If you are sourcing from authorized resellers or direct from the manufacturer, you will likely already have invoices that meet with Amazon’s approval. However, some brands require a letter of authorization from the brand owner. Certain brands, such as Nike, explicitly prohibit their resellers from selling on Amazon. It’s important that you speak to your suppliers and review your wholesale agreements.
Requirements differ by brand, so it is best to check Seller Central for the specific requirements. Depending on the brand you may be asked to provide invoices or a letter from the brand owner. Some brands require that brand contact Amazon directly on your behalf. And some are not open to applications.
The good news is that if you were selling a brand prior to it being gated, you do not have to pay the application fee. Amazon told CNBC:
If a seller is already selling brands on Amazon that are now subject to a fee, they are not required to pay the fee to continue selling those brands. The fee only applies to new sellers of particular brands. Sellers can see whether a product requires a fee to sell when they search for that product using the “Add a Product” tool on Seller Central.
Private label sellers & manufacturers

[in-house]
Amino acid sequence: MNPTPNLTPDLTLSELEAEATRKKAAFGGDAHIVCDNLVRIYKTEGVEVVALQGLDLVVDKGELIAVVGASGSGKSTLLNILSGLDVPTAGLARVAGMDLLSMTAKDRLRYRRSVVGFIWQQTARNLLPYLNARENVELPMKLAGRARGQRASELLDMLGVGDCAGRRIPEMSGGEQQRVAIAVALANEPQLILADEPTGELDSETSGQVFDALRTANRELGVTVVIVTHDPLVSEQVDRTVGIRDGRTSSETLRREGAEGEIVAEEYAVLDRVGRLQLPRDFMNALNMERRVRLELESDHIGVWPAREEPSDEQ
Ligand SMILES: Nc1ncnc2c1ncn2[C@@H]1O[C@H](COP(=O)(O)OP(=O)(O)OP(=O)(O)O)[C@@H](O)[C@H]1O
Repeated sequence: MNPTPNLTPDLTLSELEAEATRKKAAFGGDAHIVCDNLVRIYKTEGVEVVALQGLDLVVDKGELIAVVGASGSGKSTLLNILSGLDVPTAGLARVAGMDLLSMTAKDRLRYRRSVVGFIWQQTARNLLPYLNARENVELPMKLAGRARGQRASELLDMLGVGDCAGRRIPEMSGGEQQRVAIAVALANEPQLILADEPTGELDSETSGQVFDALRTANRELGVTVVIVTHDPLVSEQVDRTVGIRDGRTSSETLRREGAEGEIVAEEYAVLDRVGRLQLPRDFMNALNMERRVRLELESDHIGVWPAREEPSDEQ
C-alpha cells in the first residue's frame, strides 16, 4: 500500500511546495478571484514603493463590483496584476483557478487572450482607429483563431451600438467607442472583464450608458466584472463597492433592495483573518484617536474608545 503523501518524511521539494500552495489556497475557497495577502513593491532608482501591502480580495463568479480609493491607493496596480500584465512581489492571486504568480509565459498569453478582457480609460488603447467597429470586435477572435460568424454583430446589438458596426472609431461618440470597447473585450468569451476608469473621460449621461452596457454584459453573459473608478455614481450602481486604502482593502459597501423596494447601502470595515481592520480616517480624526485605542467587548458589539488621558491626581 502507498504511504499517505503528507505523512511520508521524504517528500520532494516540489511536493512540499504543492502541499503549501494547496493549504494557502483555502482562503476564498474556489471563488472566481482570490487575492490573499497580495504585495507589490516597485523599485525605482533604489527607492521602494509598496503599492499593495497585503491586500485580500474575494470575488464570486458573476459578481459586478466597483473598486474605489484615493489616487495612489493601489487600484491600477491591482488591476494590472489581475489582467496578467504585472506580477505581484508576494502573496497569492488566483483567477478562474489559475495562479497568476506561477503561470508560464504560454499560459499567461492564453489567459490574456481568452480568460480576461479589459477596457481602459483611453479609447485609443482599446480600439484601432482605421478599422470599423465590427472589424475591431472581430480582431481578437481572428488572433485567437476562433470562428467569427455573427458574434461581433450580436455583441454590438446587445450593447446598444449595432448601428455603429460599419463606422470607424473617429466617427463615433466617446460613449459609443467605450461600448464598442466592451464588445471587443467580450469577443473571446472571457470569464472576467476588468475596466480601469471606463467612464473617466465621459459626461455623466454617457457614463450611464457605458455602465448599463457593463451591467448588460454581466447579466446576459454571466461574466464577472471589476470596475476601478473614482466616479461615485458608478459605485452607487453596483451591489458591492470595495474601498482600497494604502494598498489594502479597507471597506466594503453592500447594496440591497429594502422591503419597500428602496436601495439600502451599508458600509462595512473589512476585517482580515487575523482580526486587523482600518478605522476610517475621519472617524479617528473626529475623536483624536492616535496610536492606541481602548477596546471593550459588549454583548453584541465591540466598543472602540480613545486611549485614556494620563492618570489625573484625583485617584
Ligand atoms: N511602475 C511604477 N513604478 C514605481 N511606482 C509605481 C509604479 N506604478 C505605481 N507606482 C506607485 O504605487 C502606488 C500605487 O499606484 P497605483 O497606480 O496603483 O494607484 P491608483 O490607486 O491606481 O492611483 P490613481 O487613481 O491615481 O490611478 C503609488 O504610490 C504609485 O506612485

You may have better control of who can and can not sell your items. However, we haven’t heard of any brand owner involvement in Amazon’s move to gate brands.
Should you be lucky enough for Amazon to restrict your brand with a letter of authorization requirement, you’ll be able to pick and choose who may sell your product on Amazon.
What should you do about restricted brands?
- DON’T assume that just because you haven’t received a restricted brand notification it means you are exempt. Amazon often sends out their notifications/takes action in waves. They have a lot of sellers – they need to be able to scale these changes.
- DON’T try to list your “new” items as “used” or “collectible” to try to get around brand gating.
- DON’T bundle restricted brands with non-restricted brands to try to get around brand gating.
- DON’T try to list restricted brands without authorization by omitting the brand name from the listing.
- DON’T buy inventory from other Amazon sellers who have been gated out of selling with the intention of selling it on Amazon. If there isn’t adequate documentation to get approval, Amazon does not want that inventory for sale.
- DO do your due diligence with your suppliers. Are they an authorized reseller? Will your documentation hold up to Amazon scrutiny?
- DO check your wholesale agreements to see if you are authorized to sell on Amazon.
- DO speak to your suppliers about getting a letter of authorization from the brand owner to sell on Amazon.
- DO look into selling your inventory on other platforms such as Jet, Walmart, eBay or your own website. Diversification is always a good idea.
- DO register with Brand Registry if you haven’t already (if you’re a brand owner).
2016 is the year of catalog cleanup for Amazon. It’s in their interest and it’s in their customer’s interest to maintain the integrity of their product listings. As always, third-party sellers are the ones who have to adapt.
Leah McHugh can be contacted via ecommerceChris.com. ecommerceChris shows sellers how to keep their accounts healthy, or, if the worst should happen, how to get their account back from a suspension.